From pipelines to cash registers, the factors that caused last quarter’s pickup in investment are only temporaryBy
Russian investments have spiked to a five-year high as the economy exited recession, but the factors that drove the boom are already fading.
Fixed-capital investment accelerated an annual 6.3 percent in the second quarter, according to Bank of Russia estimates, the most since 2012. The jump was driven by two massive infrastructure projects, purchases of equipment fueled by a stronger ruble, as well as a law pushing retailers to invest in new cash registers – all of which are temporary.
“Companies were actively buying machine-building equipment, including ones made abroad, on the back of the ruble’s strengthening at the start of the year,” the central bank said in its monthly report, highlighting the short-term nature of the boost. Construction also grew, supported by large projects including the bridge to Crimea and the Power of Siberia gas pipeline, it said.
Gazprom’s new pipeline will supply about $400 billion worth of natural gas to China within 30 years, according to estimates from President Vladimir Putin when Russia and China signed the deal in 2014. Meanwhile, the 12-mile bridge across the Kerch Strait in the Black Sea will be the longest in Russia and solidify its link to Crimea following its annexation more than three years ago.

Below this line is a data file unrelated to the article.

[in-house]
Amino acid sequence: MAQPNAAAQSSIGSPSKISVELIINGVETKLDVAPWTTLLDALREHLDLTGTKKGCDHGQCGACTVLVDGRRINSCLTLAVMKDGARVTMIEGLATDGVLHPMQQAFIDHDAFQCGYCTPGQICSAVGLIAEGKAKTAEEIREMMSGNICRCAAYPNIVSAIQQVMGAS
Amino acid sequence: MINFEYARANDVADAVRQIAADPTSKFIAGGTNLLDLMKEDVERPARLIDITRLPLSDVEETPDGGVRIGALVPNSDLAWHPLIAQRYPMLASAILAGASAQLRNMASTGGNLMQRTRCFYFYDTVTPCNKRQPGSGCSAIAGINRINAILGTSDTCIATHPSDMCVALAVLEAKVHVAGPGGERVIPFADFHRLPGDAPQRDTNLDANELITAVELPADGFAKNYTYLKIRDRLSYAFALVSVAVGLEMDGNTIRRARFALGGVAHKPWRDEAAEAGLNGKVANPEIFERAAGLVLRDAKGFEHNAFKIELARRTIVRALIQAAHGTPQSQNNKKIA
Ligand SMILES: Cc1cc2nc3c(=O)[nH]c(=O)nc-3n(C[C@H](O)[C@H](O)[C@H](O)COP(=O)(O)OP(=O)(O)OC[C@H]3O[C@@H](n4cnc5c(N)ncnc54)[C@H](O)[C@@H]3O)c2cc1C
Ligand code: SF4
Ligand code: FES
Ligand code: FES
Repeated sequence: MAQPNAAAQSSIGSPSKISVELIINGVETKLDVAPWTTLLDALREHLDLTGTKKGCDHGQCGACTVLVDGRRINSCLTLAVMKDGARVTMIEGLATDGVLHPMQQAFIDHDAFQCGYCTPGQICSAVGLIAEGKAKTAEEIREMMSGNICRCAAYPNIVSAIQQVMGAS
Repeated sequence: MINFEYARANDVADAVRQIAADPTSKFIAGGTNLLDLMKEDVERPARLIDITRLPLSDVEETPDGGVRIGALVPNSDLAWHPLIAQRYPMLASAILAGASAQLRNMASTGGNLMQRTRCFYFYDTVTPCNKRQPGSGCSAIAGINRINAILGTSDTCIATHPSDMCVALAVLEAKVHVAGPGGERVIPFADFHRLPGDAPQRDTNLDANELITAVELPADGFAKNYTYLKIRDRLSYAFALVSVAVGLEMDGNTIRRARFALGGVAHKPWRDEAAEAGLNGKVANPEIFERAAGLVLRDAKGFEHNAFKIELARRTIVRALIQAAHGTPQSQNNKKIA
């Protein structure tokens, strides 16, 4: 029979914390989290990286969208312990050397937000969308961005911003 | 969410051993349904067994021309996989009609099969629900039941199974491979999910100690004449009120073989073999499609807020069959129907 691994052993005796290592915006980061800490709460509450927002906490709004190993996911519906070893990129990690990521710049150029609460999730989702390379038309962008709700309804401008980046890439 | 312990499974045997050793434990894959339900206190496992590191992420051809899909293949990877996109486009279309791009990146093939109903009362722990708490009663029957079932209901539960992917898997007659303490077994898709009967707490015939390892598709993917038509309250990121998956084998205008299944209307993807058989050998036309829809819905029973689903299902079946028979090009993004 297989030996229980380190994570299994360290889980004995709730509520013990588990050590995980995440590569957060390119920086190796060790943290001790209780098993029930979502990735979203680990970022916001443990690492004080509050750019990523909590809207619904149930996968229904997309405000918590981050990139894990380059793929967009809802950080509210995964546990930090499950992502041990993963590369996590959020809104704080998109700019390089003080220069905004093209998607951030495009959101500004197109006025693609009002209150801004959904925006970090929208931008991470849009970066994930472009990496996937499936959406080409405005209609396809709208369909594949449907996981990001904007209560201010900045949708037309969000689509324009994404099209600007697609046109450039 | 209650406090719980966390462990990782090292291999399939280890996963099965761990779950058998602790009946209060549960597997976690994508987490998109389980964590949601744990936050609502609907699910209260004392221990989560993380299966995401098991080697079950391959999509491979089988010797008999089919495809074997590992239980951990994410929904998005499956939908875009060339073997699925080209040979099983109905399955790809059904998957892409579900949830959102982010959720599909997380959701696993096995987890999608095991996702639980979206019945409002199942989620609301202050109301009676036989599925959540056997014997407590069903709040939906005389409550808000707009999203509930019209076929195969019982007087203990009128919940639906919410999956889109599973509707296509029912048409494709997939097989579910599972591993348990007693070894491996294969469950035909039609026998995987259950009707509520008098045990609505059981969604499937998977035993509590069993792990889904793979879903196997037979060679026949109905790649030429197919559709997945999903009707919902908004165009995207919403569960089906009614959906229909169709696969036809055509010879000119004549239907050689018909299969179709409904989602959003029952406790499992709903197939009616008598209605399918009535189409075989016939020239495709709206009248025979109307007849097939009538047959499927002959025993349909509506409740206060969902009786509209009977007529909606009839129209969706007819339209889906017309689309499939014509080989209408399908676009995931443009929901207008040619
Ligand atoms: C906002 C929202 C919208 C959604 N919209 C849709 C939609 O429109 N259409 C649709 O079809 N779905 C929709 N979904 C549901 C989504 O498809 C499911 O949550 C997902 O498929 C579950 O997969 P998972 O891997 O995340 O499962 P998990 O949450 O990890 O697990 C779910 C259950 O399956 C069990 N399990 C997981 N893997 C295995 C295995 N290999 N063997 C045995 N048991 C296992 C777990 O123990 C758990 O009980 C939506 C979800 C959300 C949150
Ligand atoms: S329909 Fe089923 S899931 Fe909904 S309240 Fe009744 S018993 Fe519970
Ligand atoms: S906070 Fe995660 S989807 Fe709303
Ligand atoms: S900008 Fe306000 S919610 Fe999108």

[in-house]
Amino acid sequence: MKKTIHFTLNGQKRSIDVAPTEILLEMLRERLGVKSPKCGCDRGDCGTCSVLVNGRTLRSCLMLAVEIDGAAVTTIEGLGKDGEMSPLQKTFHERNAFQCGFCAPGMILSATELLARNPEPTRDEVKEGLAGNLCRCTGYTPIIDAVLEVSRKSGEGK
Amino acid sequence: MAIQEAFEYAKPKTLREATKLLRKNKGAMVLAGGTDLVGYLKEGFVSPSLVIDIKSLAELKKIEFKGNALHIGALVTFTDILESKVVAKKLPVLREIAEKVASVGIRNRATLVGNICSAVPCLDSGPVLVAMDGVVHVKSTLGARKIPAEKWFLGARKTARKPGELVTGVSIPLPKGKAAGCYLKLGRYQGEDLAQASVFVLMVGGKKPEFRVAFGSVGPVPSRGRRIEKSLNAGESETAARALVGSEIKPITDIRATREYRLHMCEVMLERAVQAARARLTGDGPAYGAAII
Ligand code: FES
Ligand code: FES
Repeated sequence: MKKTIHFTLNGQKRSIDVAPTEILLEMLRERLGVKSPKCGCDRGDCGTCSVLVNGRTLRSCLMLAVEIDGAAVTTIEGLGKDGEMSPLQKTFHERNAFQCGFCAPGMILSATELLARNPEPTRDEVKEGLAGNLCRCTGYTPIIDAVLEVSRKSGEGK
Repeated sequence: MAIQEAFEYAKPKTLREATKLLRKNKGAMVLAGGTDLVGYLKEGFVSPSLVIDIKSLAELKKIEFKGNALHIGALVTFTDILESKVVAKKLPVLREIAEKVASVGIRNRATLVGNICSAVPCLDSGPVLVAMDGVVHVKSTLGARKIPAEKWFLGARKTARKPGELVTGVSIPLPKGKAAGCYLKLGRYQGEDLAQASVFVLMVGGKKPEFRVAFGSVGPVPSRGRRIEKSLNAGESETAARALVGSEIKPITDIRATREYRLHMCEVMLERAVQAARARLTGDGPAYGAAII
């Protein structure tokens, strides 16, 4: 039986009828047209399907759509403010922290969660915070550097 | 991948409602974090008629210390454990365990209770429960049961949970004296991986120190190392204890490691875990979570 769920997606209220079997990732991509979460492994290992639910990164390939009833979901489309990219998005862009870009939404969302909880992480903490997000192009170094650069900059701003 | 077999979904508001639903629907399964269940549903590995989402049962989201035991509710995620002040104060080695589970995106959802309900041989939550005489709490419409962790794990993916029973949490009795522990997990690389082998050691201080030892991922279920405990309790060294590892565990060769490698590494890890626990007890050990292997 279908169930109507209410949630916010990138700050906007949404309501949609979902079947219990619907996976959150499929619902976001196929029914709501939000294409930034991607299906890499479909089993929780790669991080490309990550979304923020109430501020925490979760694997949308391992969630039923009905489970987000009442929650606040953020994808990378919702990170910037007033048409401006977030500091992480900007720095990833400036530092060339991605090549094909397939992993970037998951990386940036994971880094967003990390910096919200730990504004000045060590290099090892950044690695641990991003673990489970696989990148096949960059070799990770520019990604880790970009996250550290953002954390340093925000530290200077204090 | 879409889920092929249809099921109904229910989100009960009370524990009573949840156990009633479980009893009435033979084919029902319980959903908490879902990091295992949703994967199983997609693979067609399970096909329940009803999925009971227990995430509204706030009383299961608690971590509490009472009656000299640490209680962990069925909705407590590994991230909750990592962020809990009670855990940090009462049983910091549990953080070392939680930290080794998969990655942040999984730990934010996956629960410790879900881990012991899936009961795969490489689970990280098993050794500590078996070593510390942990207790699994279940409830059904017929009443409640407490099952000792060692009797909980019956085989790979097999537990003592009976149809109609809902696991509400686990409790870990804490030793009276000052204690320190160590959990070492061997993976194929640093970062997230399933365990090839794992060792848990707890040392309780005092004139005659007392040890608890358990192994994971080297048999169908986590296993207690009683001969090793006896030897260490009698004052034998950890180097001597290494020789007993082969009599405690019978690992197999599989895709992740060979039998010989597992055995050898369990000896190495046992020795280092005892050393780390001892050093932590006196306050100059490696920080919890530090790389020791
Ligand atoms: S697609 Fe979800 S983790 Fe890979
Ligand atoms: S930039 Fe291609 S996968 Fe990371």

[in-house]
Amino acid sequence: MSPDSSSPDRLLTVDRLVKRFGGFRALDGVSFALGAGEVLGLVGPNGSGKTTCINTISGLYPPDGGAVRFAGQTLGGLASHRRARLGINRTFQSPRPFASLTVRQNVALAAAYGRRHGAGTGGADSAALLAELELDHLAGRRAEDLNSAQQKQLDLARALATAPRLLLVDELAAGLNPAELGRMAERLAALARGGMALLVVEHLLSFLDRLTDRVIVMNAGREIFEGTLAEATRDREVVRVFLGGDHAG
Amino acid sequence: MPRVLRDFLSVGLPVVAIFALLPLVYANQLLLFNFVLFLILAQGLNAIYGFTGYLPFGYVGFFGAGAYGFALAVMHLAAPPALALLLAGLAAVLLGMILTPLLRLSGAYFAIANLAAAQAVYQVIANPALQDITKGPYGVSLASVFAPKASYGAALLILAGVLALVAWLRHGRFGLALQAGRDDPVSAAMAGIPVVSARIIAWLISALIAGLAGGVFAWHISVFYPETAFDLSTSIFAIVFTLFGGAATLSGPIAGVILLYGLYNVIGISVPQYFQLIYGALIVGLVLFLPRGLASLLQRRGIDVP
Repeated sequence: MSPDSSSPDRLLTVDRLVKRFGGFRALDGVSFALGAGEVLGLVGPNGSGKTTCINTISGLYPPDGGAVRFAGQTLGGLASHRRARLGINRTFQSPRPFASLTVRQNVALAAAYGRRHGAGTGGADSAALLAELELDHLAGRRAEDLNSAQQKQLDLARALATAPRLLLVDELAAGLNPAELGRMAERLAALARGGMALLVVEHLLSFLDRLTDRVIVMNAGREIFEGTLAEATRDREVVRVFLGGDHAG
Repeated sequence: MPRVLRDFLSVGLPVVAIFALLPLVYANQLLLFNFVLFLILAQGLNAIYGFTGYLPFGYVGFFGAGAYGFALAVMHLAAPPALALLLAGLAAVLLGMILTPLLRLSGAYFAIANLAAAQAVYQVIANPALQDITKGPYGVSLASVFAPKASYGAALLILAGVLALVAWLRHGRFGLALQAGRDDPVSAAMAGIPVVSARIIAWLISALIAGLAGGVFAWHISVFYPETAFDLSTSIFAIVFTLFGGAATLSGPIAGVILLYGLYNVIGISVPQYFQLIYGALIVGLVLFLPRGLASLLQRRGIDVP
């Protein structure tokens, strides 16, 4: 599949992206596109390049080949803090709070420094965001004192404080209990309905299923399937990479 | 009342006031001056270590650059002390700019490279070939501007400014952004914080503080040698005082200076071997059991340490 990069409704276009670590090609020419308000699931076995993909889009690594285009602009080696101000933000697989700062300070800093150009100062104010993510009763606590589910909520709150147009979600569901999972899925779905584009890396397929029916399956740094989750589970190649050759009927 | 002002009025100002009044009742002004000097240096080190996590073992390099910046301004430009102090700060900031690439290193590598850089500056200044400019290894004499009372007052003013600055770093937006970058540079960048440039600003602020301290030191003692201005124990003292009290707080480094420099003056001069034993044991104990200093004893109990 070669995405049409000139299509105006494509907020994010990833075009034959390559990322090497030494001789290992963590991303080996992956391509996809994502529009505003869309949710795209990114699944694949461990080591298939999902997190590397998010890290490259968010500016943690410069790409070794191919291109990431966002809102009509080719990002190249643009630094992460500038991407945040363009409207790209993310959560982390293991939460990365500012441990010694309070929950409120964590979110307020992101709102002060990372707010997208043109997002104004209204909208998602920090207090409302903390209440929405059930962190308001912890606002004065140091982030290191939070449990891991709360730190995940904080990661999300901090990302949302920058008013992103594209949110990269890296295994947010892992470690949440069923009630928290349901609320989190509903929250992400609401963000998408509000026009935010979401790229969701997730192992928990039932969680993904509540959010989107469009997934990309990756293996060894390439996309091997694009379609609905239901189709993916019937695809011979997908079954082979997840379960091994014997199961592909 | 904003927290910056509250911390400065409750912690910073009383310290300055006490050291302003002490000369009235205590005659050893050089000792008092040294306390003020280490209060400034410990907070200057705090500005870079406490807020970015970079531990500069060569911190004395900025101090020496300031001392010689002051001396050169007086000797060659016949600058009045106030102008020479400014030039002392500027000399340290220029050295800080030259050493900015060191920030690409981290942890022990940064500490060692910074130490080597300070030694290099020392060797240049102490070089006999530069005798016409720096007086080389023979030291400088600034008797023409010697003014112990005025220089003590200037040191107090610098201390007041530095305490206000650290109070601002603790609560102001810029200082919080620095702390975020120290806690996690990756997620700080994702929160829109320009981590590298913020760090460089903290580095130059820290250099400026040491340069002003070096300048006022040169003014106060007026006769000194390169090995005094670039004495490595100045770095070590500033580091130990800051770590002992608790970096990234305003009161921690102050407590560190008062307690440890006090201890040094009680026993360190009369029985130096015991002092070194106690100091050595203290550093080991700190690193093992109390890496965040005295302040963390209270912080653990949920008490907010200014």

Russia’s economy is emerging from its longest recession this century, prompted by a drop in oil prices and international sanctions imposed after the Crimea annexation weakened the ruble and sparked capital outflows. Amid the bleaker business environment, investment came to a halt, posting a three-year contraction.
Now the economy is enjoying a rebound and may even exceed the official full-year forecast of 2 percent. The Bank of Russia said may also raise its 2017 growth projection, while lifting investment forecast to 4-5 percent for the third quarter.
“When an economy comes out of recession, investment growth tends to pick up sharply as firms make postponed investments, but then growth in investment slows once this impact fades,” said William Jackson, an analyst at London-based Capital Economics. “I don’t think the kind of growth rates we’re seeing now will be sustainable.
And while a new online trade law implemented from July 1 that forced retailers to fit new registers helped get the tills ringing last quarter, Alfa-Bank analysts Natalia Orlova and Valeriya Volgareva say the effect has also passed.
“This growth factor is no longer relevant for the second half of 2017 and, thus, may cause a weakness in investment growth in the coming quarters.”